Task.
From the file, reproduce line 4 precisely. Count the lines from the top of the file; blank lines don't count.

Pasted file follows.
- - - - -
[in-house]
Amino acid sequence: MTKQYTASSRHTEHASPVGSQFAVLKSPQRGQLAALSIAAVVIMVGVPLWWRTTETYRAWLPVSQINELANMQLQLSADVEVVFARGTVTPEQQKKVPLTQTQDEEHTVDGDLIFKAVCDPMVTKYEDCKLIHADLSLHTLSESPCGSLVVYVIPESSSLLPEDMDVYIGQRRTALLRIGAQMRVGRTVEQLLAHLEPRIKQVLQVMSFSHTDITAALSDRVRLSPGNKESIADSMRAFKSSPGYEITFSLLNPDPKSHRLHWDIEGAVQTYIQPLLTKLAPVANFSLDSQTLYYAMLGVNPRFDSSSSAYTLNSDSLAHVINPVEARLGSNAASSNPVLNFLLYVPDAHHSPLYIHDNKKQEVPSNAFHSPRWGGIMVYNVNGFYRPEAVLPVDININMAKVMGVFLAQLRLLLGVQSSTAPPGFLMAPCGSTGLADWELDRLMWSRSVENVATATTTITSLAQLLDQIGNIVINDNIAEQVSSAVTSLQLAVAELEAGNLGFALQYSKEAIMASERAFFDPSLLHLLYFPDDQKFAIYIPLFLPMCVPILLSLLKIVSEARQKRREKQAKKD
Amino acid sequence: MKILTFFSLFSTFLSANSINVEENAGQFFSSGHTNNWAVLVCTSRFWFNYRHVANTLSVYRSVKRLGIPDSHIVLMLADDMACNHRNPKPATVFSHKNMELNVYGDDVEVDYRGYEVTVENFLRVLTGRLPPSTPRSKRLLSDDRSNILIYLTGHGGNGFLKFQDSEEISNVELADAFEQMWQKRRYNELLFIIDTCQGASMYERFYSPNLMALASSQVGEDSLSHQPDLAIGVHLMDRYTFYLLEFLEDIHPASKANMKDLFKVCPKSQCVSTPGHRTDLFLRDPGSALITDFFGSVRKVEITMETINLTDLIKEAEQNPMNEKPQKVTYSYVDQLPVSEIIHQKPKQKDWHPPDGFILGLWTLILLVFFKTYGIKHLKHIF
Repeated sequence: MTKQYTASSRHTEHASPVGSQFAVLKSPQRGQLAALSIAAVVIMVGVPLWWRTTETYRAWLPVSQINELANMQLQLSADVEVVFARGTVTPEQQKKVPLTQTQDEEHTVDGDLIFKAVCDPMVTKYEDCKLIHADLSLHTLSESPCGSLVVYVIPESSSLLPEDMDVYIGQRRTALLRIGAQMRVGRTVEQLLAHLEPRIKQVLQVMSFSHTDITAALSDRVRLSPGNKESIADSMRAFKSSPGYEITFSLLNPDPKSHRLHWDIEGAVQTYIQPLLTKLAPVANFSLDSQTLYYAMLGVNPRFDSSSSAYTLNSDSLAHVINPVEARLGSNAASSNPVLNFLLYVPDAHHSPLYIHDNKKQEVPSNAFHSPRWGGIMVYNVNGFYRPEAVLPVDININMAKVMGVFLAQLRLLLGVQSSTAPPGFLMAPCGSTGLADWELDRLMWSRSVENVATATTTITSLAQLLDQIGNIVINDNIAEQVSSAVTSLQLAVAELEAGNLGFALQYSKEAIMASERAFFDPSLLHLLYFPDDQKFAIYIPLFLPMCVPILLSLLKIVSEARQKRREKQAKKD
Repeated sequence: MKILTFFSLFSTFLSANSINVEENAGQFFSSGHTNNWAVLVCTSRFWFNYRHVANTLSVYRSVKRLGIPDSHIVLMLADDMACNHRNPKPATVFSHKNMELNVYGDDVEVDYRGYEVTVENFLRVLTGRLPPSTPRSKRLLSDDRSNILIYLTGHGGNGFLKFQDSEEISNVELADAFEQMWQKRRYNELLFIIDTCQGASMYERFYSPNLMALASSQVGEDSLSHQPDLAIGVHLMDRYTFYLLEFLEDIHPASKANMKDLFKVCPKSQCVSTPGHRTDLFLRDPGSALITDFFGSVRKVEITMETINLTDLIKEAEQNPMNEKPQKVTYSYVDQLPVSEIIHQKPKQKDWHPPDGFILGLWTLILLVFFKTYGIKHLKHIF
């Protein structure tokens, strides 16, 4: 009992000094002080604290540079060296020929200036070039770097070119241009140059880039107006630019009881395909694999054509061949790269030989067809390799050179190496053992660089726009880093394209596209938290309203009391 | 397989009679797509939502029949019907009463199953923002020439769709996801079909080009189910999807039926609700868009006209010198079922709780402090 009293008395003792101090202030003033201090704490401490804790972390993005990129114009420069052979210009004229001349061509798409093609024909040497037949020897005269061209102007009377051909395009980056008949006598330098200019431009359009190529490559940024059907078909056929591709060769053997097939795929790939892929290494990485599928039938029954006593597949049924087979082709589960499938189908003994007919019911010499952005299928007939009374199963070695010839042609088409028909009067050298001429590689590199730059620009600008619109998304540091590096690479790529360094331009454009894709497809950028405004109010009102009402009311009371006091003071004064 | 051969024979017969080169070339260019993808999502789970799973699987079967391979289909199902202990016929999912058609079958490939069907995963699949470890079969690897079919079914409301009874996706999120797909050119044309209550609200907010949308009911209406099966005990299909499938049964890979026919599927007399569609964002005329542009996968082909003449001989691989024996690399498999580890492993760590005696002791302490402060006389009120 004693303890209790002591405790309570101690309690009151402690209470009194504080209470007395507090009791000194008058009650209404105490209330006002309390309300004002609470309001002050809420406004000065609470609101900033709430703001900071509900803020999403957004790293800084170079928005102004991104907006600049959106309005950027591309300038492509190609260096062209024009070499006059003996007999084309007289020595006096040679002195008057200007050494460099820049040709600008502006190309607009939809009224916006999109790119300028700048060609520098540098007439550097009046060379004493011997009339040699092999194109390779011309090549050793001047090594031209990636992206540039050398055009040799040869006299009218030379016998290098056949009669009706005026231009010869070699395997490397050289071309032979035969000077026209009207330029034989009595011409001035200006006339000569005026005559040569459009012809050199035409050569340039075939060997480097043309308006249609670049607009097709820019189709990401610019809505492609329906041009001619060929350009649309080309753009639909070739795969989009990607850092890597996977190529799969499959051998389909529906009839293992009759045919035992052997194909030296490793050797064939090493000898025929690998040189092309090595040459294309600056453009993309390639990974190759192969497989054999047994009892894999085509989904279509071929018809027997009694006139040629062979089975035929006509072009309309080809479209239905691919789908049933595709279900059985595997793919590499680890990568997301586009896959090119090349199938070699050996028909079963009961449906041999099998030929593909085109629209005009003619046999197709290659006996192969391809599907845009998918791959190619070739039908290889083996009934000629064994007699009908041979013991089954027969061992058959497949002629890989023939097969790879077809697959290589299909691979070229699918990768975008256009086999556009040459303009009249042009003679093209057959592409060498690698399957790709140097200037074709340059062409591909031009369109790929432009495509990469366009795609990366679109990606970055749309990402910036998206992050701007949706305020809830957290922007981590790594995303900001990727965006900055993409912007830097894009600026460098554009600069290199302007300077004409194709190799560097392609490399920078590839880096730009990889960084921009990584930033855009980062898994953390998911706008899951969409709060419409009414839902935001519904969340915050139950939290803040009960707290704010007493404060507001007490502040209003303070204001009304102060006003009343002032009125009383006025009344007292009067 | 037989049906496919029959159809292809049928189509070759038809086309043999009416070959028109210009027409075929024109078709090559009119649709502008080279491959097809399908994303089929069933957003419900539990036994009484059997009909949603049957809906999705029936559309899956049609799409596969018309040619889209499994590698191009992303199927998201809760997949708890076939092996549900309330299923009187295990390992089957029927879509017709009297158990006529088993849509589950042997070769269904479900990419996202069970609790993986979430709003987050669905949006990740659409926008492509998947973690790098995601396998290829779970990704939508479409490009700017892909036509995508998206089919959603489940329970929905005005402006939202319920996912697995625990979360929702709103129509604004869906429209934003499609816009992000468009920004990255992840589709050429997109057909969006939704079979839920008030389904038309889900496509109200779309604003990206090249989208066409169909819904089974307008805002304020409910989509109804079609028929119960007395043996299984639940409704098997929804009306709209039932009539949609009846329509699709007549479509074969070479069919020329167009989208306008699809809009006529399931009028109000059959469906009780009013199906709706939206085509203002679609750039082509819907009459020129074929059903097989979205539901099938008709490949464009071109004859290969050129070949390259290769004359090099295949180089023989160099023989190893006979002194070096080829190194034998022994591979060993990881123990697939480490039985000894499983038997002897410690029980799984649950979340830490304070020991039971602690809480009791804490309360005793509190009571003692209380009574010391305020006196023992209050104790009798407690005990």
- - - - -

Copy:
Repeated sequence: MTKQYTASSRHTEHASPVGSQFAVLKSPQRGQLAALSIAAVVIMVGVPLWWRTTETYRAWLPVSQINELANMQLQLSADVEVVFARGTVTPEQQKKVPLTQTQDEEHTVDGDLIFKAVCDPMVTKYEDCKLIHADLSLHTLSESPCGSLVVYVIPESSSLLPEDMDVYIGQRRTALLRIGAQMRVGRTVEQLLAHLEPRIKQVLQVMSFSHTDITAALSDRVRLSPGNKESIADSMRAFKSSPGYEITFSLLNPDPKSHRLHWDIEGAVQTYIQPLLTKLAPVANFSLDSQTLYYAMLGVNPRFDSSSSAYTLNSDSLAHVINPVEARLGSNAASSNPVLNFLLYVPDAHHSPLYIHDNKKQEVPSNAFHSPRWGGIMVYNVNGFYRPEAVLPVDININMAKVMGVFLAQLRLLLGVQSSTAPPGFLMAPCGSTGLADWELDRLMWSRSVENVATATTTITSLAQLLDQIGNIVINDNIAEQVSSAVTSLQLAVAELEAGNLGFALQYSKEAIMASERAFFDPSLLHLLYFPDDQKFAIYIPLFLPMCVPILLSLLKIVSEARQKRREKQAKKD